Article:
Escaping low value supply chains.

Adding value to the business of cropping.

Richard Sim_Escaping Low Value Supply Chains_ellogg report image

Executive summary

New Zealand farmers are being asked to change how they operate their farming businesses. The sectors that are more likely to thrive in this new world are those which not only adapt to change but, become the drivers of change.

The Fit for a Better World roadmap offers a vision where production-oriented goals of the past will be realigned with core values shared by farmers, society and our overseas consumers.

This vision can be a catalyst for the creation of end-to-end value chains to take food and fibre products to markets in New Zealand and around the world. While the ‘volume to value’ mantra is not new, it is not clear how, or who will build these value chains for the arable industry.

Value chains differ from supply chains in that the product or service generates value as it flows between the participants to the final buyer.

This report aims to offer insights into how the utilisation of value chains by arable growers will enable them to create and capture more value from their products.

The research methodology was comprised of a literature review, semi-formal interviews and case studies across the entire supply chain to gain insights into their experiences.

Key Findings

Growers are trapped in low value supply chains. As a grower, if you cannot identify the other participants in the supply chain through to the end consumer, then it is likely you do not hold significant power. As a result, you will be a price taker.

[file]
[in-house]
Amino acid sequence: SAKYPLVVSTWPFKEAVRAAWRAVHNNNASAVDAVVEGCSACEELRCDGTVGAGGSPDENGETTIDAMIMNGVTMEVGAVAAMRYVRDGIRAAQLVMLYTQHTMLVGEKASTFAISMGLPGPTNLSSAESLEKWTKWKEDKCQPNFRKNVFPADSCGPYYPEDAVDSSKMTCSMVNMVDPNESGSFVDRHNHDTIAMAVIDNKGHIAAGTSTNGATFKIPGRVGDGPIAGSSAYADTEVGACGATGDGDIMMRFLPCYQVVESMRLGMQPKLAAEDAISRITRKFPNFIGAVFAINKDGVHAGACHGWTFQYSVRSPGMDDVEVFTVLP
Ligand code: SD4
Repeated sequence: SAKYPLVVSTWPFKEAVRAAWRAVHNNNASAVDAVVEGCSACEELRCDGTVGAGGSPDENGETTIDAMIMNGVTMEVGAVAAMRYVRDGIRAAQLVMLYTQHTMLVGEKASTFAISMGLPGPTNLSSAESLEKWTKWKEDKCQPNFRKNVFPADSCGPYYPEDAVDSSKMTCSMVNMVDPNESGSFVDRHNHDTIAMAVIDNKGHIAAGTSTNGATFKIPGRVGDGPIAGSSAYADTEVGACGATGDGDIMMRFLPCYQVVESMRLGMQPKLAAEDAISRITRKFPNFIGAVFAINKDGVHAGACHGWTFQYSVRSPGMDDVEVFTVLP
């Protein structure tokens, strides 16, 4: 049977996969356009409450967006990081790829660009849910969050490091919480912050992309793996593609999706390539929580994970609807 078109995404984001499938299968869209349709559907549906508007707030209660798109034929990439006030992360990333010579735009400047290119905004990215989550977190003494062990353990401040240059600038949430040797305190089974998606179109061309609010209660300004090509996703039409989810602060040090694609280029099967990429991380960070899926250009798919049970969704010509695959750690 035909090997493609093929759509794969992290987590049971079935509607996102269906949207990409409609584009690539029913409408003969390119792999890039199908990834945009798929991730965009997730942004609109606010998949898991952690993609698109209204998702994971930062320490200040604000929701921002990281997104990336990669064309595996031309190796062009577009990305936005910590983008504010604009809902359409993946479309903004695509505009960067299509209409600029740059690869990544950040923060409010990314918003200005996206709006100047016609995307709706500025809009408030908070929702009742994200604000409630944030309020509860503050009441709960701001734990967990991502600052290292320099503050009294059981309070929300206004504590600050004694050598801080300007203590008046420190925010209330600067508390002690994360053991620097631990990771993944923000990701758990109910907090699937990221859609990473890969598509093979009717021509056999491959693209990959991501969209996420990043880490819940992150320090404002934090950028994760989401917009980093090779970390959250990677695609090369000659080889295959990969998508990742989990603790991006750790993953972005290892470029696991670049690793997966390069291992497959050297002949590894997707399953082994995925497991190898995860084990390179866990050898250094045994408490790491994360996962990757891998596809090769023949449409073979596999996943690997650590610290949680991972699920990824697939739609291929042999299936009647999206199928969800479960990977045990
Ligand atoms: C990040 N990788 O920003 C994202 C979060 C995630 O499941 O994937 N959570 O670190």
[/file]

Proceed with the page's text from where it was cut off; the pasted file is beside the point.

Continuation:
Value is created by consumers. Therefore, the shift for growers from competing on price to optimising customer experience requires the alignment of the values of participants in the supply chain to those of the consumer.

Value can be created via innovation or branding. Irrespective of the pathway taken, growers will need to contribute time and capital to the co-creation of value chains for future food products.


This report proposes that for the arable sector to thrive, a mindset change from the good of the individual to the collective is required. This new mindset will foster the co-creation of value chains for new food products that create and capture greater value for all growers.

Specific recommendations include:

Define arable sector values. The shift from operational excellence and competing on price requires a new business strategy. The transition to customer intimacy requires the alignment of values of the participants of the supply chain to those of the consumer. The Fit for a Better World vision and the principles of Te Taiao could offer a worldview and a starting point for an industry discussion.

Foster a culture of innovation and value-add at the sector level. Develop a pathway to value-add through encouraging a ‘prototype – iterate – test’ culture in a start-up environment for future food products. This could be funded by the current levy body.

Take collective ownership of value chains. To disrupt existing supply chains a new grower-led investment model is proposed. This will overcome some of the current barriers to investing in value-add beyond the farm gate.

Grow. Advance. Lead.

Do the Kellogg Rural Leadership Programme.